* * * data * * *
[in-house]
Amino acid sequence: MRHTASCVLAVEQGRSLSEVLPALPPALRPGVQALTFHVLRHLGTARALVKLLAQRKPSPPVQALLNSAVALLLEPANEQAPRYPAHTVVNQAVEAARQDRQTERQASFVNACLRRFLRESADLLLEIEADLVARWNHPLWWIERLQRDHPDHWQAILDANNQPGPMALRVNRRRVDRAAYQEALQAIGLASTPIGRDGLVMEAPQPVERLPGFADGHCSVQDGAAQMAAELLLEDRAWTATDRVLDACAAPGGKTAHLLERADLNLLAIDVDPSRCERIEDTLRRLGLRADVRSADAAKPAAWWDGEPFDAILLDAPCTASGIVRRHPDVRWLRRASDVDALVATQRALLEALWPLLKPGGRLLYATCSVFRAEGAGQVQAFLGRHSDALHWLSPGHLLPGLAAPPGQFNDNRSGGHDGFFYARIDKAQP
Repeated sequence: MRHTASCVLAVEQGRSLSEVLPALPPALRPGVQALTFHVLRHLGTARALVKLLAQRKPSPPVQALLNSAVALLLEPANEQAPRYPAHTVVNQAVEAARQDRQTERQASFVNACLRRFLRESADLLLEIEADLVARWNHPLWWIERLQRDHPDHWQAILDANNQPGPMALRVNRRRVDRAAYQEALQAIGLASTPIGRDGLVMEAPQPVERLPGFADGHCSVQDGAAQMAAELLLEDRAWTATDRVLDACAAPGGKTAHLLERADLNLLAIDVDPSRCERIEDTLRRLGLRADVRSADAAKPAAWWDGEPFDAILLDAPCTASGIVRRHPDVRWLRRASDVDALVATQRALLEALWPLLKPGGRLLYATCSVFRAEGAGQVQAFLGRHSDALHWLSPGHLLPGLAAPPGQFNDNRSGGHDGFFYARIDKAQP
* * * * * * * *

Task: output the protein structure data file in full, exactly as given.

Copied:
[in-house]
Amino acid sequence: MRHTASCVLAVEQGRSLSEVLPALPPALRPGVQALTFHVLRHLGTARALVKLLAQRKPSPPVQALLNSAVALLLEPANEQAPRYPAHTVVNQAVEAARQDRQTERQASFVNACLRRFLRESADLLLEIEADLVARWNHPLWWIERLQRDHPDHWQAILDANNQPGPMALRVNRRRVDRAAYQEALQAIGLASTPIGRDGLVMEAPQPVERLPGFADGHCSVQDGAAQMAAELLLEDRAWTATDRVLDACAAPGGKTAHLLERADLNLLAIDVDPSRCERIEDTLRRLGLRADVRSADAAKPAAWWDGEPFDAILLDAPCTASGIVRRHPDVRWLRRASDVDALVATQRALLEALWPLLKPGGRLLYATCSVFRAEGAGQVQAFLGRHSDALHWLSPGHLLPGLAAPPGQFNDNRSGGHDGFFYARIDKAQP
Repeated sequence: MRHTASCVLAVEQGRSLSEVLPALPPALRPGVQALTFHVLRHLGTARALVKLLAQRKPSPPVQALLNSAVALLLEPANEQAPRYPAHTVVNQAVEAARQDRQTERQASFVNACLRRFLRESADLLLEIEADLVARWNHPLWWIERLQRDHPDHWQAILDANNQPGPMALRVNRRRVDRAAYQEALQAIGLASTPIGRDGLVMEAPQPVERLPGFADGHCSVQDGAAQMAAELLLEDRAWTATDRVLDACAAPGGKTAHLLERADLNLLAIDVDPSRCERIEDTLRRLGLRADVRSADAAKPAAWWDGEPFDAILLDAPCTASGIVRRHPDVRWLRRASDVDALVATQRALLEALWPLLKPGGRLLYATCSVFRAEGAGQVQAFLGRHSDALHWLSPGHLLPGLAAPPGQFNDNRSGGHDGFFYARIDKAQP